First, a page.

by Penelope Starr on Nov. 18, 2013, under Arts
Never Say Never is the theme of the December performance of Tucson’s own Female StoryTellers or FST! Founded in 2012, their mission is to provide a creative outlet for women’s voices in monthly performances. You have until November 23 if you want to tell a story for this show. You can find their submission guidelines here or email email@example.com no later than the deadline.
From their Facebook event page:
Each month 4 or more storytellers write and perform rehearsed personal stories based on a set prompt or theme. With each person’s individual perspective on the them, each FST! performance is uniquely unpredictable, often inspiring much laughter and the occasional tear from the audience.
In addition, FST! is dedicated to raising funds for local arts and community organizations. Their shows have provided support for a variety of causes; December’s beneficiary is Zoe M., a 17-year-old young woman with a rare form of bone cancer.
Come hear the stories on December 11 at Plush, 340 E 6th Street, Tucson at 7 p.m. (doors at 6:30). Suggested donation is $7, cash only. ASL interpreters will be provided. I’ll see you there!
by Penelope Starr on Oct. 21, 2013, under Arts, Life
I was opening a pomegranate the other day, scoring the skin across the equator, carefully prying the two hemispheres from each other with care. Then I methodically picked and twisted out the plump red juicy seeds into a bowl.
I was totally absorbed in the process, paying attention to the details: sights, smells, sounds and I was thinking about what I was going to do with these beautiful pearls when they were freed from their skin. I decided to make potato & celeriac soup and serve it with a salad of romaine lettuce, cucumber and pomegranate seeds with a balsamic vinegar dressing.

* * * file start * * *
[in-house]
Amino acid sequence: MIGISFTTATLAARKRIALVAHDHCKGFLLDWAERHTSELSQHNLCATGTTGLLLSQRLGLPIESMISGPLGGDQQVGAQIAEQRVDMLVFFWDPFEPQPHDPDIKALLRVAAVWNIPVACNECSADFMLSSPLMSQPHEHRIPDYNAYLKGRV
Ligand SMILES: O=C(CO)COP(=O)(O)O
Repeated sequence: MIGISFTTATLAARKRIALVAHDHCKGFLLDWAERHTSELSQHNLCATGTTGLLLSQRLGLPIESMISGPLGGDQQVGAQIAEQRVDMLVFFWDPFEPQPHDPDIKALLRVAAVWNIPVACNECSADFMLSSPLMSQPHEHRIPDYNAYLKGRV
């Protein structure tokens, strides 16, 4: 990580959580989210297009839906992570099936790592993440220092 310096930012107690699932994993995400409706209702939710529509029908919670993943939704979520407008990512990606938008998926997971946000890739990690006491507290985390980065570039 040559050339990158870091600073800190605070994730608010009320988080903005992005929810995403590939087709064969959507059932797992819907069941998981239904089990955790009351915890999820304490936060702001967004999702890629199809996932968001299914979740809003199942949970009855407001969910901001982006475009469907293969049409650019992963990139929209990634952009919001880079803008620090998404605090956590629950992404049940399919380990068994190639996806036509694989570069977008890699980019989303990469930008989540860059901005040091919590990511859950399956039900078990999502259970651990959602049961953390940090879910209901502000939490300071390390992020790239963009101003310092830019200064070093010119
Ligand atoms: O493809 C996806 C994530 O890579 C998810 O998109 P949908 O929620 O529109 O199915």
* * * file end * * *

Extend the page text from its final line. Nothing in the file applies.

It seems to me that you use the same skills when you are cooking as when you are creating a story. It’s important to have a plan or recipe for each individual dish and you must be able to visualize the whole meal and how the individual parts will work together. There needs to be some savory and some sweet, a variety of colors and shapes and it all has to be ready at the same time to be put on the table for your eaters.
When putting together a story, all the steps must be coordinated too. Each segment of the story needs to be considered in regards to variety in the tempo and tone. The delivery needs to be appropriate to the subject matter, and you need to get to a satisfying, logical ending for the audience.
Mostly, you have to be conscious and enjoy the process. That is the subliminal message that will be conveyed to those who consume your food and your stories.
by Penelope Starr on Oct. 07, 2013, under Arts, community
I’m taking a workshop at Gangplank every Saturday for the next seven weeks called The Magic of the Moving Image, a film-making workshop, taught by the amazing Gene Rudolf. I was hesitant to make the commitment to be in town for every weekend during this lovely camping season but it just sounded too good to pass up.
We had our first class today and the 15 or so participants introduced themselves and told what aspect of filmmaking they are interested in. The majority of people spoke about their desire to learn skills so that they can tell stories. My classmates are an interesting lot ranging in age from 11 to their 60′s with many different life experiences to bring to their projects.
The goal of the class is not to become technical wizards in eight weeks but to learn theory, principles and techniques through practical projects. Yes, I have homework to do, and I’m looking forward to it.
Gene Rudolf is a highly respected motion picture art director/production designer, with forty years professional experience and over thirty feature film credits including Raging Bull, Diner, Against All Odds and The Great Gatsby. Besides generously sharing his wealth of knowledge, he even brought coffee, fruit and donuts for everyone.
Gangplank is a wonderful new meeting space downtown at 17 E. Pennington. They are “a collaborative workspace, without physical or financial barriers preventing participation,” according to their website. Their expectations are that participants will share their ideas and knowledge with others so that innovative ideas will flourish.
I expect just that from The Magic of the Moving Image.